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Anabeza v. Berryhill

United States District Court, E.D. California

July 20, 2017

CHARITO C. ANABEZA, Plaintiff,
v.
NANCY A. BERRYHILL, Acting Commissioner of Social Security, Defendant.

          ORDER DISMISSING ACTION WITHOUT PREJUDICE FOR FAILURE TO PROSECUTE AND FOR FAILURE TO COMPLY WITH COURT ORDER ORDER DIRECTING CLERK TO CLOSE ACTION (DOC. 17)

          SHEILA K. OBERTO, JUDGE

         I. INTRODUCTION

         On May 25, 2016, Plaintiff, proceeding in pro per and in forma pauperis, filed the present action in this Court. (Doc. 1.) Plaintiff seeks review of the Commissioner's denial of her application for benefits. (Doc. 1.)

         The Court entered a Scheduling Order on August 29, 2016 (Doc. 7), setting the deadline for Plaintiff to file her opening brief to “within thirty (30) days of service” of Defendant's response to Plaintiff's confidential letter brief. (See Id. at ¶ 6.) On August 30, 2016, Plaintiff was served with an Informational Order for Pro Se Litigants. (Doc. 8) The Informational Order detailed Plaintiff's responsibilities as a pro se litigant, including the substantive requirements of an opening brief and reiterated the deadline for filing the brief. (Doc. 8, p. 2.) Plaintiff was further advised of the deadlines for the Commissioner's responsive brief and for any reply brief. (Id., p. 3.) These deadlines were also set forth on page 3 of the Informational Order which was served on Plaintiff. (Id.)

         Pursuant to the Scheduling Order and the Informational Order, Plaintiff's opening brief was due April 24, 2017 -- 95 days from service of the administrative record on January 19, 2017. (Docs. 7 & 8.) On April 24, 2017, Plaintiff failed to file and serve her opening brief with the Court and on opposing counsel. (See Docket.)

         Following Plaintiff's failure to comply with the Court's order, on June 13, 2017, the Court issued an order to show cause why the matter should not be dismissed. (Doc. 15.) Plaintiff was ordered to file a written response by no later than June 30, 2017, or in the alternative, to file her opening brief. (Id.) On June 28, 2017, Plaintiff filed a one-page written response to the order to show cause indicating receipt of the Court's order. (Doc. 16.) The next day, the Court discharged the order to show cause, but ordered Plaintiff to file an opening brief that complies with the requirements of the Informational Order by July 13, 2017. (Doc. 17) As of the date of this order, Plaintiff has not filed her opening brief. (See Docket.)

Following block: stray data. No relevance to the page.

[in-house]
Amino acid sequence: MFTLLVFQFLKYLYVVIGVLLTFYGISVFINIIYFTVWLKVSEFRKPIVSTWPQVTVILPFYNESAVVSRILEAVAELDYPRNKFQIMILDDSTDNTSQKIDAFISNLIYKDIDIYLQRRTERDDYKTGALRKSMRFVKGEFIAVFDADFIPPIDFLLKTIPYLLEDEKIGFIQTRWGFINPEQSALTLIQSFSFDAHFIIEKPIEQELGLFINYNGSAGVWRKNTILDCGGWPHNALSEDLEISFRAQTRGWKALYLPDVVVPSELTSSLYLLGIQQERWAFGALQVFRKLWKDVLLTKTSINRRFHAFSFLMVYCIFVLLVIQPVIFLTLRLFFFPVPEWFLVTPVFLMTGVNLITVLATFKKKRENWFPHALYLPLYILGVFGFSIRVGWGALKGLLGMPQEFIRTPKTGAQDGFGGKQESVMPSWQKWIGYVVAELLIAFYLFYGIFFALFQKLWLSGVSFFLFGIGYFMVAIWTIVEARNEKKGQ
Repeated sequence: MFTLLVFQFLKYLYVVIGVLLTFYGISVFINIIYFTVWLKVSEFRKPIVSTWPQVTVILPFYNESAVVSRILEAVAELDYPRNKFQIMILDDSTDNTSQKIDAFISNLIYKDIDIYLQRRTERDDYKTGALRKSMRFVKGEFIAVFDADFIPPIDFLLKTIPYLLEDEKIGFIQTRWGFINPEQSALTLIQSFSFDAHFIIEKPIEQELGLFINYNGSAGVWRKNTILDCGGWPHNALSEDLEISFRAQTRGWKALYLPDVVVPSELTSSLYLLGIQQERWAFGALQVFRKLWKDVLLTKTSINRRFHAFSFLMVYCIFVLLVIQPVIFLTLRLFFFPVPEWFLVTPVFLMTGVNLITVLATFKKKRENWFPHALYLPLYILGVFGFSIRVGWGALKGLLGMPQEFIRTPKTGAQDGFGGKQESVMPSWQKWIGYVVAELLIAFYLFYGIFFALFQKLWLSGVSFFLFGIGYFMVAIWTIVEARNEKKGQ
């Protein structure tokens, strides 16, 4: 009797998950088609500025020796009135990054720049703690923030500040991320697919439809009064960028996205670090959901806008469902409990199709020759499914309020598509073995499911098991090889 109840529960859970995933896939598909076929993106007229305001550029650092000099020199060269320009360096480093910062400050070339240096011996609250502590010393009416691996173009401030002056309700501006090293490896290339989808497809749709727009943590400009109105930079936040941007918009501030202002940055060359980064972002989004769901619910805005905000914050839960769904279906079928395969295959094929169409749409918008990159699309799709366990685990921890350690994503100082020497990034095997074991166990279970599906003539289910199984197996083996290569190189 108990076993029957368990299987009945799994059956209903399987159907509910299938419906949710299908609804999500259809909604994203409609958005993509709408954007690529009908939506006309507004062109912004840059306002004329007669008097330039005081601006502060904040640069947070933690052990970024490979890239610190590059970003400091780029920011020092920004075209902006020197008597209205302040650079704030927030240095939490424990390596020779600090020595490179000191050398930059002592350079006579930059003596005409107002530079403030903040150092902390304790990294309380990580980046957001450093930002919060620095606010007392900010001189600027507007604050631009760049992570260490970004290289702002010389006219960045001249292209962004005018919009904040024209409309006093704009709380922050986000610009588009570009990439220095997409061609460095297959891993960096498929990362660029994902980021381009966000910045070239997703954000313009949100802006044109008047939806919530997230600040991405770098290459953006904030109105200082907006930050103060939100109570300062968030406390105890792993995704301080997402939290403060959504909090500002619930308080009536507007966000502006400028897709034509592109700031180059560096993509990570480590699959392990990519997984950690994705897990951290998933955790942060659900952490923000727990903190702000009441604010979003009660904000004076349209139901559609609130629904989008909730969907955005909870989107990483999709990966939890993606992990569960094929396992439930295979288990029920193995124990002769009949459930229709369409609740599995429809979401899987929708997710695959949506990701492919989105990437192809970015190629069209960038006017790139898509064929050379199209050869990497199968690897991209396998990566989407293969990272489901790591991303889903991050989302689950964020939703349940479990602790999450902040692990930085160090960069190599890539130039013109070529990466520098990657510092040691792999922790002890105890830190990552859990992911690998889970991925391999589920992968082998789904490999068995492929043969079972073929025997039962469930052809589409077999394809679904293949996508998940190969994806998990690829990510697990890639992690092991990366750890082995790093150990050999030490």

II. DISCUSSION

         The Local Rules, corresponding with Fed.R.Civ.P. 11, provide: “Failure of counsel or of a party to comply with . . . any order of the Court may be grounds for the imposition by the Court of any and all sanctions . . . within the inherent power of the Court.” See LR 110.

         “District courts have inherent power to control their dockets, ” and in exercising that power, a court may impose sanctions including dismissal of an action. Thompson v. Hous. Auth. of L.A., 782 F.2d 829, 831 (9th Cir. 1986). A court may dismiss an action with prejudice, based on a party's failure to prosecute an action or failure to obey a court order, or failure to comply with local rules. See, e.g., Ferdik v. Bonzelet, 963 F.2d 1258, 1260-61 (9th Cir. 1992) (dismissal for failure to comply with an order requiring amendment of complaint); Malone v. U.S. Postal Service, 833 F.2d 128, 130 (9th Cir. 1987) (dismissal for failure to comply with a court order); Henderson v. Duncan, 779 F.2d 1421, 1424 (9th Cir. 1986) (dismissal for failure to prosecute and to comply with local rules).

         In determining whether to dismiss an action for failure to obey a court order or failure to comply with the Local Rules, the court must consider several factors, including: “(1) the public's interest in expeditious resolution of litigation; (2) the court's need to manage its docket; (3) the risk of prejudice to the defendants; (4) the public policy favoring disposition of cases on their merits; and (5) the availability of less drastic sanctions.” Henderson, 779 F.2d at 1423-24; see also Ferdik, 963 F.2d at 1260-61; Thomspon, 782 F.2d at 831.

         In this case, the public's interest in expeditiously resolving this litigation and the Court's interest in managing the docket weigh in favor of dismissal. The risk of prejudice to Defendant Commissioner also weighs in favor of dismissal, since a presumption of injury arises from the occurrence of unreasonable delay in prosecution of an action. See Anderson v. Air West, 542 F.2d 522, 524 (9th Cir.1976). No less drastic sanction is available to the Court, as Plaintiff has failed to comply with the Court's prior orders and is proceeding in forma pauperis. The policy favoring disposition of cases on their merits is outweighed by these other four factors in favor of dismissal. See Hall v. Comm'r of Soc. Sec., No. 1:11-cv-00693-JLT, 2011 WL 3794705 at *2 (E.D. Cal. Aug. 25, 2011).

         In its Order entered June 29, 2017, the Court informed Plaintiff that failure to file a compliant opening brief may result in dismissal of the action. (Doc. 17.) Thus, Plaintiff had adequate warning that dismissal would result from failure to file her opening brief or “show cause” for why the action should not be dismissed. It is within the Court's inherent authority to dismiss the action both for failure to prosecute and for failure to comply with the Court's order.

         III. ...


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